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Everything posted by bigcreekdad

  1. Going to be buying one for my new boat. Basically only using for depth and bottom structure, weeds etc. Any recommendations? Also, I would like to use a separate small as possible battery to run this. Need some advice here as well
  2. Finally...success! Found a short you tube video by "the Weekend Angler" that showed the process, and sequence (very important) pretty clearly for both footpedal and remote. After viewing it one more time over a cup of coffee, I decided to try again. I started with the foot pedal in the recommended sequence and...still nada. On a hunch I changed from the preloaded batteries and repeated sequence....voila! Next, the remote. It didn't work. Decided to change batteries in this. Voila again! Hopefully that is the end of my problems. Thoughts: 1) Why didn't the dealer include the instructions? 2) Why put batteries in units before they are going to be used. 3) Obviously, the dealer was wrong when he said service tech ran the motor in prep. One final comment. This unit is a whine to get back into horizontal position. At least for someone in their 70's. Any Ix5 users out there experience this?
  3. Some progress. Changed fuse, and hooked up battery ....no go. I was doing this with the motor still in the non lowered position. I decided to Lower it just to see how easy it was and voila ...two of the indicator lights came on, so battery was effectively powered to motor. The other two lights had to do with synching to wireless foot pedal. That was the next step....pushed the required button(s) on the pedal; to no effect. I did check to see if there were batteries in the pedal....there were. So, one step forward, but not far enough to get things working.
  4. Just picked up a very nice looking Crestliner Pro 1650 Tiller on Friday. Towed up to my cabin today, and I'm loading it with my gear. Decided to check the trolling motor and get nothing. It's a Motor Guide IX5 with GPS control. Wiring to battery looks good, battery is fully charged, but nothing. There are 4 indicator lights on the motor which should have lit ups when it has juice. Of course, the dealer is 3 hours away, and was of no help over the phone (understandably with seeing everything). They had me try a couple things but nada. Anyone have any thoughts?
  5. Shag...go for it! I have no idea how I lasted 22 years.
  6. Done deal.....closed the deal yesterday.
  7. Lew...you are a wonderful man. Too bad we never met.
  8. I am obviously crazy. Spent a ton of time seeing what was available, pricing and researching them....even getting opinions from many of you. So, yesterday, decision made. Chose Crestliner. Put a deposit down, and made arrangements to drive the 2 plus hours on Wednesday to drop my boat off (1998 Alumacraft Magnum 165T). Dealer is installing my Yam 60 4stroke on the new boat, and buying my boat. Today, I was cleaning out my old boat, and decided to go fishing for a few hours. All the time fishing (lousy fishing btw, and embedded a damn hook in my left index finger) I a looking over the Magnum....seems pretty damn comfortable, still rides great, fishes just fine, etc. So, I start feeling stupid, and kinda bad, about getting rid of a 20+ year fishing partner that still functions quite well. Actually, ended up a little depressed, and started to think of cancelling the sale. Anyone ever go through this? Sniff.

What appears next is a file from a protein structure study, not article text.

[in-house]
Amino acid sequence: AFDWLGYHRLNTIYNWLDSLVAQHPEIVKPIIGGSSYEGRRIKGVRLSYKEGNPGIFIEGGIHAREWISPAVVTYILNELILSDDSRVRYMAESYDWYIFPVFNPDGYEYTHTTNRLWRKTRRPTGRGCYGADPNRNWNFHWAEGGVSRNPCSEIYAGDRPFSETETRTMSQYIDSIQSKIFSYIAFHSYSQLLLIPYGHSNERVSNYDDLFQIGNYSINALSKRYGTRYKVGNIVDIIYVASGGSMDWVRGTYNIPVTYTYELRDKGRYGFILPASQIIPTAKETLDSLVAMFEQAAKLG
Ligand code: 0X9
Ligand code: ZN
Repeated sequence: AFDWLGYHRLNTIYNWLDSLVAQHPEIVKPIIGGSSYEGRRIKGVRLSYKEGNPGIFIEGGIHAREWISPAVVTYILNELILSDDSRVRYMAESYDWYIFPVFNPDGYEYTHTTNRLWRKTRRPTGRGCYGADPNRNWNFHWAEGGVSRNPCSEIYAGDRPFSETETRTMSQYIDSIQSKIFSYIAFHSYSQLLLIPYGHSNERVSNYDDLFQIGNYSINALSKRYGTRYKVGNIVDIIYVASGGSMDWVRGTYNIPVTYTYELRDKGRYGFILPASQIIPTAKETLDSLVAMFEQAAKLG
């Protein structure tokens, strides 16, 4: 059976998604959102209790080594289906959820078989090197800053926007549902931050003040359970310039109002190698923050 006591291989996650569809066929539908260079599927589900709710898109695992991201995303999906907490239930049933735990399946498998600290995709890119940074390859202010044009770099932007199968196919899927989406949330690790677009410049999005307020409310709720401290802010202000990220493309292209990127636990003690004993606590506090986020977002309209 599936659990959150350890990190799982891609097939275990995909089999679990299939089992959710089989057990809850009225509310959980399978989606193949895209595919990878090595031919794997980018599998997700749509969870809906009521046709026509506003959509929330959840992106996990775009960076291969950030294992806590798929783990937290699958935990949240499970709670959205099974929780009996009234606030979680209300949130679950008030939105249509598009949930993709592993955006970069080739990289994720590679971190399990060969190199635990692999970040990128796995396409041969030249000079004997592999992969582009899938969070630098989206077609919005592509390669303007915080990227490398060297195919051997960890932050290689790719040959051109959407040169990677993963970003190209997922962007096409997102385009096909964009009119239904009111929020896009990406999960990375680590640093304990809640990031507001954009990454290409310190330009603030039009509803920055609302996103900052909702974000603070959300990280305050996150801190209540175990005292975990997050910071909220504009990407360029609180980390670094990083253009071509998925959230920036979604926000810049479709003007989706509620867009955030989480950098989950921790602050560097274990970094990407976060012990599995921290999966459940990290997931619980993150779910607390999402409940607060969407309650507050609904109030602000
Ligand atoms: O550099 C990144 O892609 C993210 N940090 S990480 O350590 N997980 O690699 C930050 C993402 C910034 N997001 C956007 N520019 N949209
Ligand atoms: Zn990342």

9. Dave...had a welded Crestliner for several years before the Magnum 165....it was a fine boat IMO.
  10. And the winner is....Crestliner! Built in gas tank. more storage, and better stability (I'm thinking) tipped the scales. As many of you said.....neither a bad choice. Finally, dealer offered to mount my 10 year old Yamaha 60hp 4 stroke own it, and still buy the 21 year old boat. Actually, this was another minor issue with the Lund. With it, I'd be buying the 50 hp Merc. I really wanted to continue to use my local marina, but, while they work on Mercs, they won't do warranty as the pay from Merc is low. Thanks to all who chimed in.....I gave thought to all comments.
  11. Hack....The Crestliner is around 1050lbs. The Lund is 250 lbs less....big difference
  12. I like both. Crestliner a few inches wider, has built in gas tank, and can handle a 60 hp. Lund is.....well, it's a Lund, but it is laid out well, and is lighter....I fish alone 3/4 of the time, and this should make loading and unloading a bit easier. While it is maxed at 50 hp, I usually am fishing lakes under 1500 acres. Any thoughts from the group?
  13. The one I'm looking at is a tiller. Looks like great boat, but I don't like the 6.5 gallon plastic removable gas tank.
  14. I'm thinking of a new boat (again). One I'm interested in the the Lund 1650 Angler. One deal breaker is the 6.5 portable gas tank. For a near 17' boat with a 50hp engine. What were they thinking?
  15. Akrisoner.....good advice. I plan to wear all the time. My balance is far from what it used to be and I often fish alone. Thanks
  16. Does anyone use one that they would recommend. I don't know why, but I just can't get mentally comfortable with the need for the user, or the water, to set off the Co2 cartridge. I know, I know.....I'm paranoid.
  17. Maybe a pipe dream with the COVID crap, but if USA anglers could take an Ontario trip this season, we are looking for a fly in outpost with the kick off point is within 2-3 hours of Saute St. Marie. We are experienced anglers interested in quality vs quantity, but would like a remote location. Thanks in advance.
  18. I've always disliked the whole idea of tournaments. From the start of BASS many years ago, it just degrades the sport IMO.